It's a fight that pits waitstaff against other restaurant workers and proprietors. This month, a federal appeals court ruled that the Labor Department went beyond its authority when it issued regulations prohibiting the use of tips by an employer even when the employer does not take a tip credit.
If the Labor Department does not appeal, it means tip pooling can be used by restaurants to redistribute some of its servers' tips. Front-of-house staff will have to share with back-of-house staff - cooks and the like.
Some servers argue table service will decline if there is less incentive. Other advocates for workers say tip pools enable illegal wage theft by owners. Restaurateurs say overall dining experience is improved when everyone shares in gratuities. There are many more implications of tip pooling including paid sick days, minimum wage and even racial disparities at restaurants.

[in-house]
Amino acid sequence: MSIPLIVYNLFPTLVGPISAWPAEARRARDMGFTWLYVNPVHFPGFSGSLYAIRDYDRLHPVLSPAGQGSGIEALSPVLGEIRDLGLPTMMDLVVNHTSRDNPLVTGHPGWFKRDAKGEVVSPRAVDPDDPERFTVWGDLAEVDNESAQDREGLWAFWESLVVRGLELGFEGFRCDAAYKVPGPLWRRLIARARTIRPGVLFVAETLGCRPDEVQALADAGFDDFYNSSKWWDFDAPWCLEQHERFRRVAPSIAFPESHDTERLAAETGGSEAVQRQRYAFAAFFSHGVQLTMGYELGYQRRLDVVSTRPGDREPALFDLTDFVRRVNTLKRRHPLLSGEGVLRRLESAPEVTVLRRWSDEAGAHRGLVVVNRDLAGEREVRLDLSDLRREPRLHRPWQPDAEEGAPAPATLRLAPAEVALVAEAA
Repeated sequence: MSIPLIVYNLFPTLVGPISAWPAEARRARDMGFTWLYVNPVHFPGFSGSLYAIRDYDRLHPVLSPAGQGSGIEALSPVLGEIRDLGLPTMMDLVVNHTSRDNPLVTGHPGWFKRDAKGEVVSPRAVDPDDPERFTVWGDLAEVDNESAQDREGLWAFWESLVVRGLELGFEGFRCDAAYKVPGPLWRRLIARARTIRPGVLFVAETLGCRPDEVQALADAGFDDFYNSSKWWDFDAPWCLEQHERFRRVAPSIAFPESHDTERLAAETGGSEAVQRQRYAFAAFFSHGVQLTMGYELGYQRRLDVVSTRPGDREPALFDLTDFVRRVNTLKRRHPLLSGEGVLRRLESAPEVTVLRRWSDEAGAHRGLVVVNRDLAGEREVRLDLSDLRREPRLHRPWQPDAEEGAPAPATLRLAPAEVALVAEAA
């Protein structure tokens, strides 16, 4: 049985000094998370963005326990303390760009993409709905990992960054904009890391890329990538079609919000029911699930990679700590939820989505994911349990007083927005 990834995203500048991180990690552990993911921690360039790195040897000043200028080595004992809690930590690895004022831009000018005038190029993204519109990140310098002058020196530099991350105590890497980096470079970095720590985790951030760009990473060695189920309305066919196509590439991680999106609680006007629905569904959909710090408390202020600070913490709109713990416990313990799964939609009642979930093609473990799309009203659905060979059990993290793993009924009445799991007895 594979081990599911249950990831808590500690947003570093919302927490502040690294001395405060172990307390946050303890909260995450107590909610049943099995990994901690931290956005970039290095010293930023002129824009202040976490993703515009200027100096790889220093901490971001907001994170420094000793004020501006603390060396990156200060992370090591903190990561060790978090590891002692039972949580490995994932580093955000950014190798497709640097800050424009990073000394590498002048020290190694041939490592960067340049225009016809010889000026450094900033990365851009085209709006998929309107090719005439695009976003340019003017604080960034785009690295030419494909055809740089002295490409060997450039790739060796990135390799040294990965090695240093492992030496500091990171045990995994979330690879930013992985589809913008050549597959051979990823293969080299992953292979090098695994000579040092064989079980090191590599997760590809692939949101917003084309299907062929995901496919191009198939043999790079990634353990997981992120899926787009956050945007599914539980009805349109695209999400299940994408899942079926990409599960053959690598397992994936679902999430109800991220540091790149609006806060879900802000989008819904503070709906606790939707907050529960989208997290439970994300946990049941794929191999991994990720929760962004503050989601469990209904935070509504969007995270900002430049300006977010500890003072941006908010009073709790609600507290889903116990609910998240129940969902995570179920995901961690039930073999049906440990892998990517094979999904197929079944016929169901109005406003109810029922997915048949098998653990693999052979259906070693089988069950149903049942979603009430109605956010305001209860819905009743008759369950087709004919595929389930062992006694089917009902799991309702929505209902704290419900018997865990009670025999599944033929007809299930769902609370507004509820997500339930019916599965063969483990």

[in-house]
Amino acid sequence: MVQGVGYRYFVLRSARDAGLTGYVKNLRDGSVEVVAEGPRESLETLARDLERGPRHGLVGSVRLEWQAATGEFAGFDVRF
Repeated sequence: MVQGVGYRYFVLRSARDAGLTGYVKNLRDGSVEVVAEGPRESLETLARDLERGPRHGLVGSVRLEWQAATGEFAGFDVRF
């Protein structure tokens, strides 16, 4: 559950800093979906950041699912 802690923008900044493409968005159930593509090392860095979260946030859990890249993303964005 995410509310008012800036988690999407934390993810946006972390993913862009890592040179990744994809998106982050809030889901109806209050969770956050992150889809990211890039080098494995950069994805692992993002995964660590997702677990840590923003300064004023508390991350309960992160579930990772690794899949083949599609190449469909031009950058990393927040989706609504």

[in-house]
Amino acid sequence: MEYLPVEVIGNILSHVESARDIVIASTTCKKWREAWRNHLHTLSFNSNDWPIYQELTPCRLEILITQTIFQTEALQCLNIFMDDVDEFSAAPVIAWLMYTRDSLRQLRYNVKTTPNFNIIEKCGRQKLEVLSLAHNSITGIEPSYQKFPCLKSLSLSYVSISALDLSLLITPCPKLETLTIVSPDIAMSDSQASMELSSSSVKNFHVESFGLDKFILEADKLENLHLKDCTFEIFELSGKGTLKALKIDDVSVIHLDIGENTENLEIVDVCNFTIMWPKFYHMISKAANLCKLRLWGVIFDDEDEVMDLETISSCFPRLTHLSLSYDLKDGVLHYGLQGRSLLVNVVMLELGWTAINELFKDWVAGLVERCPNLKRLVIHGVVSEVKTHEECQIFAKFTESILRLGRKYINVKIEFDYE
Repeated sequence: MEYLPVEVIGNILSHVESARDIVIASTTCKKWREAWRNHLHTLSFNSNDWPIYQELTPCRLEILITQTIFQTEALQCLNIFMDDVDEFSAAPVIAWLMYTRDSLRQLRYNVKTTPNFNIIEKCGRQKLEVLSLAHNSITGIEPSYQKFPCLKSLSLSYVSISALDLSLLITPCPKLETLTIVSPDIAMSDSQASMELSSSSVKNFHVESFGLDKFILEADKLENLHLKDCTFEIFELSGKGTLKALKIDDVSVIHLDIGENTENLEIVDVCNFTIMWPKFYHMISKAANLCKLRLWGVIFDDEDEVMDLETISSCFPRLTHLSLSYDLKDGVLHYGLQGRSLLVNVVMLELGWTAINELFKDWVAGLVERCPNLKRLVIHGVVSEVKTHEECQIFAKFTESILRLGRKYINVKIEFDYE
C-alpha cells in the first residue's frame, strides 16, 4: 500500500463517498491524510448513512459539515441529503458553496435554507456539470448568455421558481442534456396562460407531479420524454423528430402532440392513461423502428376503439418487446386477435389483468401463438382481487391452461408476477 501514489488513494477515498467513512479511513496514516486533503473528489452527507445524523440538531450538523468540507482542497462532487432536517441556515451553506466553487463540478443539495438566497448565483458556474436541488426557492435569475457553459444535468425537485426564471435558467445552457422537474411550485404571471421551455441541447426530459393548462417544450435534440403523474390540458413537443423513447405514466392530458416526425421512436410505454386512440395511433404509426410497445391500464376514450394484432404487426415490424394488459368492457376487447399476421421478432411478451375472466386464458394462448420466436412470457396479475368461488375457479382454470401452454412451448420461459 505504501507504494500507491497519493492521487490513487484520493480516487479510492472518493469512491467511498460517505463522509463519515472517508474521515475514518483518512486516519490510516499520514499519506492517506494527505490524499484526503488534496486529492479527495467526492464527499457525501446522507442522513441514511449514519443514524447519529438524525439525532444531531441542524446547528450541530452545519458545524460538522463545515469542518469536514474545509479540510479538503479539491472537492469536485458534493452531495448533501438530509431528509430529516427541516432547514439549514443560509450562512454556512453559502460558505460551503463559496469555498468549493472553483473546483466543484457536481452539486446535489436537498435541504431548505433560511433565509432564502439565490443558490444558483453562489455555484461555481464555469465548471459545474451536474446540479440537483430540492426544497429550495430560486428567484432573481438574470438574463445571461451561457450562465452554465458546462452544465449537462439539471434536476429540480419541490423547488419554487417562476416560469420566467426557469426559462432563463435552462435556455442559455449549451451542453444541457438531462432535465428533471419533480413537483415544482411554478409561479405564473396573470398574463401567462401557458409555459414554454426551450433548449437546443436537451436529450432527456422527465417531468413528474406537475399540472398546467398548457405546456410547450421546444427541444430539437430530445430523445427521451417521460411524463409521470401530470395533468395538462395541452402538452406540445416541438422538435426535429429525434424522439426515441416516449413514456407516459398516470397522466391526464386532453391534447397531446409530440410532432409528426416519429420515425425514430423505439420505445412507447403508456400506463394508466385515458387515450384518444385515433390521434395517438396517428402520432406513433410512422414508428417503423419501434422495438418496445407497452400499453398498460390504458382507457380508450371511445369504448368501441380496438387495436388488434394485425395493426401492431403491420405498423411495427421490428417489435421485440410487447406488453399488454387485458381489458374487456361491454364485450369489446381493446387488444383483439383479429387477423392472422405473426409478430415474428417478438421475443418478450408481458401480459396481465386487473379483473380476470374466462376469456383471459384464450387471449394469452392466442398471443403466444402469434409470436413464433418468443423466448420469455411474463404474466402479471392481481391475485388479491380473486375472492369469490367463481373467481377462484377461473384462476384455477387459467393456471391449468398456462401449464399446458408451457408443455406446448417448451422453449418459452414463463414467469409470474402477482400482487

If you work in the service industry, how has this affected you? What are the ulterior consequences of tip pooling in this important industry?
Paul DeCamp, Lead counsel on this case for Oakland businesses in support of tip pooling; Previously, DeCamp ran the Wage & Hour Division of the Department of Labor; Partner with Jackson Lewis law firm based in Washington, D.C.
Teofilo "Teo" Reyes, Program Director, Restaurant Opportunities Centers United (ROC-United) - founded in 2001, ROC United advocates to improve wages and working conditions for the nation's restaurant workforce.